Content of the Article

What is lactose intolerance?

Lactose intolerance is the inability of certain adults to digest lactose, the sugar found in milk, because they do not generate enough lactase to properly digest lactose.

Symptoms of lactose intolerance

When the body fails to digest lactose enzymatically, it cannot be absorbed directly through the small intestine wall into the bloodstream. The body sends undigested lactose to the colon, where it is metabolized by the bacteria. In other words, lactose is fermented in the colon. The fermentation that is generated in the colon produces a large amount of gases that suddenly accumulate in that part of the body. The symptoms are unmistakable: abdominal discomfort, swelling, pain, cramps, gastrointestinal sounds, diarrhea and vomiting.

Lactose intolerance is not homonymous with milk allergy. The symptoms of milk allergy are related but can be considerably more severe. These include skin irritation and hives, wheezing, vomiting, diarrhea, stomach pain, runny nose and watery eyes.

If you have these symptoms when consuming milk, you should ask your doctor and ask him or her for a test to define it.

Alternatives to milk

In athletes, removing milk from the diet means dispensing with even whey or casein. Keeping in mind that these are two of the best known genres of protein, this limitation may be inconvenient for people who play high-intensity sports. However, there is a great variety of foods that can give athletes the protein they need.

For starters, Hydrolyzed Whey supplements are virtually lactose-free, giving the best benefits of milk, avoiding the potential risks that lactose intake can produce. But what if we don't want to be in any danger and want to cut down on the consumption of any kind of milk protein? No problem with this. We still have fabulous supplements available that form great protein sources. Now, we present some more popular ones:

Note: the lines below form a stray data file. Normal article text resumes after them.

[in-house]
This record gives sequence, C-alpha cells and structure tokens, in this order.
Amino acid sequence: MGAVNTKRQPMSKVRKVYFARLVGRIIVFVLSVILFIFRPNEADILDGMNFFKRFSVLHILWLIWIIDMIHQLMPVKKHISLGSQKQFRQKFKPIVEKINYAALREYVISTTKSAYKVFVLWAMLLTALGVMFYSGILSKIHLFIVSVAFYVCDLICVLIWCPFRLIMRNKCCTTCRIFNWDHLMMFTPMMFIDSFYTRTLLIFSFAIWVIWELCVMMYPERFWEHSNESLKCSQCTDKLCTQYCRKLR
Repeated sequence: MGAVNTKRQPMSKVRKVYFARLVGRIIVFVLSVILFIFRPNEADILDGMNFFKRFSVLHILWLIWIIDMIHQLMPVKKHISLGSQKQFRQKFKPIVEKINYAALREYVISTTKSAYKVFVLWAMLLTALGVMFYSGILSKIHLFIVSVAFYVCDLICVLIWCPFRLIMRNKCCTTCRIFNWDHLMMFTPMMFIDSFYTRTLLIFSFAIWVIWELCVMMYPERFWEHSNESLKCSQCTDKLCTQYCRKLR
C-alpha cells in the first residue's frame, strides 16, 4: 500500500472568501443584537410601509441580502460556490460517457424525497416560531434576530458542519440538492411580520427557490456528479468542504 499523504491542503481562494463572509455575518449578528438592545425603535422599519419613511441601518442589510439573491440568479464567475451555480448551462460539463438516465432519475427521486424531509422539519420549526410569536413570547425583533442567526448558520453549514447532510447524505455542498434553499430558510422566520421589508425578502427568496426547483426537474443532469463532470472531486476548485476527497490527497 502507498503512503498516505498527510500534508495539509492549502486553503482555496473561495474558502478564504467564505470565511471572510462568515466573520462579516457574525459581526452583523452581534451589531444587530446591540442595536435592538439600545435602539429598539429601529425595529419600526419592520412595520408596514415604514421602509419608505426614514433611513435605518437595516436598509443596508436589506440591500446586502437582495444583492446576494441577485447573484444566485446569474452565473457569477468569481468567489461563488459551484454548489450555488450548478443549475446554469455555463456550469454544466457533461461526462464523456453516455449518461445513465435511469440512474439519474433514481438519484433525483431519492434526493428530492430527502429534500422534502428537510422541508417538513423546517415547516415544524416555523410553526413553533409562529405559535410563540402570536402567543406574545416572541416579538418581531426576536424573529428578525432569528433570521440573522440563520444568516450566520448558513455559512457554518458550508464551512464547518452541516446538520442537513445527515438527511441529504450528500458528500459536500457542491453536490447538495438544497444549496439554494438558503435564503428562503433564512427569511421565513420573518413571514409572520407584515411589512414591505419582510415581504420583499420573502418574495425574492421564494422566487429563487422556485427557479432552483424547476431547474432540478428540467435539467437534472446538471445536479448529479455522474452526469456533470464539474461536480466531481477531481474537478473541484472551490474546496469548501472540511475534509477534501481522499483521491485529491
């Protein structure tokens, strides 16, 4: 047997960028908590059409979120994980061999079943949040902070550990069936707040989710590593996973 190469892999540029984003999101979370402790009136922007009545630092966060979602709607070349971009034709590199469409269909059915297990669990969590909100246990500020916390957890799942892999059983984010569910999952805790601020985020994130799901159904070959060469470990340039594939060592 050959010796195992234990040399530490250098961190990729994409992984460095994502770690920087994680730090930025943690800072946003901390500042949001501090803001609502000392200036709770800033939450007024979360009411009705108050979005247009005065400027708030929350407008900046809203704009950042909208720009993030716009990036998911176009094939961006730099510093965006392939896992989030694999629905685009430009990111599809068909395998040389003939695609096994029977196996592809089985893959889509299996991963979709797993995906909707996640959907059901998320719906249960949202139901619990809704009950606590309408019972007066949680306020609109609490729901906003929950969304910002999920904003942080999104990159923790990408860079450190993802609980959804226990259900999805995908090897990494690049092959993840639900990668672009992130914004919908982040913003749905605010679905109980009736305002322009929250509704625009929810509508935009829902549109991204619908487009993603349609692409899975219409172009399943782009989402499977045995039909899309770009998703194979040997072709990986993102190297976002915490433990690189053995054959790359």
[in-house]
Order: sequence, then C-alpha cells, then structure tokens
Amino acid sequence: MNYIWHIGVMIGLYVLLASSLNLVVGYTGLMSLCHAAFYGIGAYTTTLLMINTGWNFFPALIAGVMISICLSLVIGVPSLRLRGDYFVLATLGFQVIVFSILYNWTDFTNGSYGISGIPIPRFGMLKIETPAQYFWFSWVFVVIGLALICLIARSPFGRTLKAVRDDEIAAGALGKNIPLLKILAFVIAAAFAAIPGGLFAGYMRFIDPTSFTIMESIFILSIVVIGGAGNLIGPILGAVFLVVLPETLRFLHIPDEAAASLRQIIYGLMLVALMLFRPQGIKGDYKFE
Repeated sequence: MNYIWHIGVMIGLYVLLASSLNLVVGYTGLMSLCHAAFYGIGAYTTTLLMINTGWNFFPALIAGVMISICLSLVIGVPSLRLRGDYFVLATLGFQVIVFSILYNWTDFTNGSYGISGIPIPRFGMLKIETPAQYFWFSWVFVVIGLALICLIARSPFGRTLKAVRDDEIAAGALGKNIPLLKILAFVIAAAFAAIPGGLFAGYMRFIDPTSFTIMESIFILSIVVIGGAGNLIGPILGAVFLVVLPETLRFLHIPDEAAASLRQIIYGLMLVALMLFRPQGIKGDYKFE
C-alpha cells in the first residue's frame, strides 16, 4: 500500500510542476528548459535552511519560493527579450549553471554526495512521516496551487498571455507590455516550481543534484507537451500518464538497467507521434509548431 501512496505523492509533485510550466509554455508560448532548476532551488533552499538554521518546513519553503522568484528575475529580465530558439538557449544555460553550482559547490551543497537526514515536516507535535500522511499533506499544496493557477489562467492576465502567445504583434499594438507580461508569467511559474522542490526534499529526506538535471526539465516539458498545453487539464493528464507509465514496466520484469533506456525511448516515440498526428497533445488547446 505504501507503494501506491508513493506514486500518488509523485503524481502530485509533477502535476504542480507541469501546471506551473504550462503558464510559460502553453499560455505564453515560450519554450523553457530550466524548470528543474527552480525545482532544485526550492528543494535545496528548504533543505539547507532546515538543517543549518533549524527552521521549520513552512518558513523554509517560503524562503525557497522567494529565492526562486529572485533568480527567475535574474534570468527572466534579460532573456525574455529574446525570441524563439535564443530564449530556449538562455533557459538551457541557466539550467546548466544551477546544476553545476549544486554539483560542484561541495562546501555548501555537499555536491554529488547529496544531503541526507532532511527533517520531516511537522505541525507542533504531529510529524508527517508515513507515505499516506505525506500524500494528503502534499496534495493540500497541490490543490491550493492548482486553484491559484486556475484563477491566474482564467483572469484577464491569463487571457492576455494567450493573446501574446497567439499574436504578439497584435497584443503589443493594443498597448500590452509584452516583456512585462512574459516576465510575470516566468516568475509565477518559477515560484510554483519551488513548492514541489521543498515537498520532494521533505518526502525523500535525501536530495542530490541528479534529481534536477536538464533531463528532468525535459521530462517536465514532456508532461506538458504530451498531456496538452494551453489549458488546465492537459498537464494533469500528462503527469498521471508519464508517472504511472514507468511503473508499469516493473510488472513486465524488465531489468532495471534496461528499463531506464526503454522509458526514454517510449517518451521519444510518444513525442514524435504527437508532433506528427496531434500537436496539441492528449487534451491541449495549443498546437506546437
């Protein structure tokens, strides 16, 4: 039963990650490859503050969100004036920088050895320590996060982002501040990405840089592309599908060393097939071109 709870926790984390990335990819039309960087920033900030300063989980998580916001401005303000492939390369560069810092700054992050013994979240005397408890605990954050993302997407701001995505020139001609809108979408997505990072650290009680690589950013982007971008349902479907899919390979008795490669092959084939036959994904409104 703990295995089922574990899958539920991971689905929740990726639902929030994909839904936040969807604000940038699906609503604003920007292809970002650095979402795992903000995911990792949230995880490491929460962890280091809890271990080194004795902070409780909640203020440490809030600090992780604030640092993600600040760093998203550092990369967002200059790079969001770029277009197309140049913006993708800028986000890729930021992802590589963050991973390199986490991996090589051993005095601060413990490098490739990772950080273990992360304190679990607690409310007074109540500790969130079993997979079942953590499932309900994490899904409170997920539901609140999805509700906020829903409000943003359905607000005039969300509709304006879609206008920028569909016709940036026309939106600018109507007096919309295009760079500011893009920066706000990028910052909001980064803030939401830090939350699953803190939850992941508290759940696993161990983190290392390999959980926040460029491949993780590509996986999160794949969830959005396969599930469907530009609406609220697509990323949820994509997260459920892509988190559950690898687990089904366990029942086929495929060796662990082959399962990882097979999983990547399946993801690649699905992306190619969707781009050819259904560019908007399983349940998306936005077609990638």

Egg protein supplements: With quality and bioavailability ratings almost as good as those of whey, apart from a highly anabolic aminogram, egg protein supplements - also famous as egg albumin - are a great lactose-free component that is part of any genuine bodybuilder's diet plan.

Egg protein:

Beef protein supplements: Exaggeratedly popular among paleo-diet followers and the crossfit community, beef protein powder products have rapidly evolved from a peculiar novelty to one of the most popular supplements on the market for high-intensity athletes. With an exaggeratedly anabolic aminogram and particularly high in creatine, beef protein supplements do not contain lactose, making them the ideal product for people who want to support or build muscle tissue without fat.


Vegetable protein supplements: If we are particularly concerned about animal welfare and at the same time want to avoid milk consumption for personal health reasons, a vegetable protein supplement is the ideal choice in this regard. Through the combination of different plant protein sources, these supplements present a complete aminogram, just as we can find in other protein sources.

Soy protein:


For anyone who suffers from lactose intolerance and practices some form of sports activity demanding at the same time, protein supplementation is always and in all circumstances an essential aspect of their eating habits. While taking away the groceries and milk protein supplements from our diet plan may make us meditate that we are going to be subjected to a huge restriction, the truth is that there are many other products we can choose from.

Egg proteins, beef and vegetable proteins do not contain lactose, so we can choose the most pleasant source or even combine them to achieve better results. An egg protein shake in the morning and a beef protein shake after training, for example, will give between fifty and eighty grams of protein to our diet and will hold us completely off lactose.

Did you like this article from Feelforfit? You can leave your comment and share it on your social networks to help others with the same questions.